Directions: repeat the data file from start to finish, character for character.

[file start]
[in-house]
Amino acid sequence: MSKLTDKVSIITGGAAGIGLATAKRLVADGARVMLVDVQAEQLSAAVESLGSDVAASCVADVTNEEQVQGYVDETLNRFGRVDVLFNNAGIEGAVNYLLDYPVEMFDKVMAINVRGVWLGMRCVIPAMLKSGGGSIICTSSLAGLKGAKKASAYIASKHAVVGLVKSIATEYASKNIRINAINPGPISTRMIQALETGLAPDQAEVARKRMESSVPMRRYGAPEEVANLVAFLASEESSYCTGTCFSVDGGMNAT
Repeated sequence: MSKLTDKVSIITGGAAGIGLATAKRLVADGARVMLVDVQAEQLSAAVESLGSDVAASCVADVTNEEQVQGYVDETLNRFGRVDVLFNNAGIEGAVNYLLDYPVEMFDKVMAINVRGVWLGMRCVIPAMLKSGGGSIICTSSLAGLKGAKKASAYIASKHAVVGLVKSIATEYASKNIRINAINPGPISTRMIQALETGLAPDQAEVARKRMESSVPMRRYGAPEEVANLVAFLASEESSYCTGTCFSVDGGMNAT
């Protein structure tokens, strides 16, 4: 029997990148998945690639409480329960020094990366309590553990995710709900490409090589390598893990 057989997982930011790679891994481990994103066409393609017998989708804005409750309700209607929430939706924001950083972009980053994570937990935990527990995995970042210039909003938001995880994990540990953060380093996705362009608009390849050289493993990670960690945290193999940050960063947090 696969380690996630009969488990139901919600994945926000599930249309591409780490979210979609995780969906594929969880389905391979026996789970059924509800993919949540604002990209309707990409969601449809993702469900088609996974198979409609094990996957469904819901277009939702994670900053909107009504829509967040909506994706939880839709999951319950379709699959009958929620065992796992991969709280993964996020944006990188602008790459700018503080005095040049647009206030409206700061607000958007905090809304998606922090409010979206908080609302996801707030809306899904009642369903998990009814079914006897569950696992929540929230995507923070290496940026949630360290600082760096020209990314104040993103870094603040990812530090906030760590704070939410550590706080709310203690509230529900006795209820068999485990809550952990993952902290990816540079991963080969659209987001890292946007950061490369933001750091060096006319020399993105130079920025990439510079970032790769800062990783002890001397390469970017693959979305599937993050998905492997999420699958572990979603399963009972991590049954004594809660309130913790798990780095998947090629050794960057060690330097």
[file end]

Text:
[in-house]
Amino acid sequence: MSKLTDKVSIITGGAAGIGLATAKRLVADGARVMLVDVQAEQLSAAVESLGSDVAASCVADVTNEEQVQGYVDETLNRFGRVDVLFNNAGIEGAVNYLLDYPVEMFDKVMAINVRGVWLGMRCVIPAMLKSGGGSIICTSSLAGLKGAKKASAYIASKHAVVGLVKSIATEYASKNIRINAINPGPISTRMIQALETGLAPDQAEVARKRMESSVPMRRYGAPEEVANLVAFLASEESSYCTGTCFSVDGGMNAT
Repeated sequence: MSKLTDKVSIITGGAAGIGLATAKRLVADGARVMLVDVQAEQLSAAVESLGSDVAASCVADVTNEEQVQGYVDETLNRFGRVDVLFNNAGIEGAVNYLLDYPVEMFDKVMAINVRGVWLGMRCVIPAMLKSGGGSIICTSSLAGLKGAKKASAYIASKHAVVGLVKSIATEYASKNIRINAINPGPISTRMIQALETGLAPDQAEVARKRMESSVPMRRYGAPEEVANLVAFLASEESSYCTGTCFSVDGGMNAT
């Protein structure tokens, strides 16, 4: 029997990148998945690639409480329960020094990366309590553990995710709900490409090589390598893990 057989997982930011790679891994481990994103066409393609017998989708804005409750309700209607929430939706924001950083972009980053994570937990935990527990995995970042210039909003938001995880994990540990953060380093996705362009608009390849050289493993990670960690945290193999940050960063947090 696969380690996630009969488990139901919600994945926000599930249309591409780490979210979609995780969906594929969880389905391979026996789970059924509800993919949540604002990209309707990409969601449809993702469900088609996974198979409609094990996957469904819901277009939702994670900053909107009504829509967040909506994706939880839709999951319950379709699959009958929620065992796992991969709280993964996020944006990188602008790459700018503080005095040049647009206030409206700061607000958007905090809304998606922090409010979206908080609302996801707030809306899904009642369903998990009814079914006897569950696992929540929230995507923070290496940026949630360290600082760096020209990314104040993103870094603040990812530090906030760590704070939410550590706080709310203690509230529900006795209820068999485990809550952990993952902290990816540079991963080969659209987001890292946007950061490369933001750091060096006319020399993105130079920025990439510079970032790769800062990783002890001397390469970017693959979305599937993050998905492997999420699958572990979603399963009972991590049954004594809660309130913790798990780095998947090629050794960057060690330097």